– Encourage residential development that reinforces rural character

– Focus commercial development within carefully planned corridors and nodes

– Carefully and sensitively locate heavy industrial uses within special districts that minimize adverse impacts on adjacent properties and respect the rural residential character of the community.

The following uses are allowed in RC:

– Agricultural and Forestry Use

– Rural Residential Uses

– General Institutional Uses

– Light Commercial Uses

– General Commercial Uses

– Temporary Use for Seasonal Sales  

The following uses are allowed in RU:

– Agricultural and Forestry Uses

– Rural Residential Uses

– General Institutional Uses

– Temporary Use for Seasonal Sales

Other uses that don’t fit the above could be defined as special exception uses and be granted approval by the planning commission.

ADEM

The other avenue that would prevent the quarry is the Alabama Department of Environmental Management Agency.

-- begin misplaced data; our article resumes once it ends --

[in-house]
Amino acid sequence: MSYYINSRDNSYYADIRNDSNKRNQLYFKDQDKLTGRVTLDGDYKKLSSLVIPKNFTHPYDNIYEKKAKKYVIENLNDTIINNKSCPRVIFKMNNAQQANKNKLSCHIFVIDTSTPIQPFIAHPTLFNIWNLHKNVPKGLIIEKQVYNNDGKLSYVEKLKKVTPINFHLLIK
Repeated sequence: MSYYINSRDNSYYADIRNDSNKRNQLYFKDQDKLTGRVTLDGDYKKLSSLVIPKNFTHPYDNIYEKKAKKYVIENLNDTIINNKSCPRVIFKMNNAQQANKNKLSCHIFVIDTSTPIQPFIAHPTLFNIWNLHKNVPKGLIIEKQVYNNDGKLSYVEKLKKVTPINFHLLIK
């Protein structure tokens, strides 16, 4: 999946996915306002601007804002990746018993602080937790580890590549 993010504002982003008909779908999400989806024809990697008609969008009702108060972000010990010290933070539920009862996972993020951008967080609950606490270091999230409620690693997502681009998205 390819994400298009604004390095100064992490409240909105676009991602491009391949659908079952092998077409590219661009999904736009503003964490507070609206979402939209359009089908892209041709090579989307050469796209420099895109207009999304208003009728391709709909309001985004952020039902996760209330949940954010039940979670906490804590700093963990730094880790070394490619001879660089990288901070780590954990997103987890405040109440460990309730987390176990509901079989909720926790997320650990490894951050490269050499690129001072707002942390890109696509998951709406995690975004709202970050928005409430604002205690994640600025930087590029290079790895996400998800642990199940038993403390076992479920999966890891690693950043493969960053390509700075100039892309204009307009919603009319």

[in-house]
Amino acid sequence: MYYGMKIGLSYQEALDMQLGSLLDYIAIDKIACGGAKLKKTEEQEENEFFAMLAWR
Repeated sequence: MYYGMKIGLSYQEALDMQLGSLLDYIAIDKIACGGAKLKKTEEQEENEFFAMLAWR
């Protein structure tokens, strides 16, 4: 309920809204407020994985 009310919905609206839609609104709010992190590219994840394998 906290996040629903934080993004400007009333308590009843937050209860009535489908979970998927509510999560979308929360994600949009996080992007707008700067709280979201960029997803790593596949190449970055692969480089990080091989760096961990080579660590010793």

ADEM held a public hearing last week to hear concerns related to water and air that could be caused by the quarry.

However, ADEM told those in attendance that before the hearing there was no reasonable reason for ADEM not to approve Creekwood’s permits.

The aspects of the quarry that involve ADEM’s air division is the crushing, screening and conveying of granite, said ADEM’s Air Division Representative Pam Hunt.

Hunt said that the dust emission caused at the quarry would be limited by wet suppression systems.

“The wet suppression systems that have been proposed for installation at this facility would be capable of meeting or exceeding all federal and state requirements found under these regulations,” she said. “Based upon our review of the permit application for this facility, the department has proposed the issuance of the air permit developed in accordance with applicable state and federal requirements.”

Discharges from the mine to Halawakee Creek and its unnamed tributary were considered by ADEM’s water division, said ADEM’s Water Division Representative Ange Boatwright.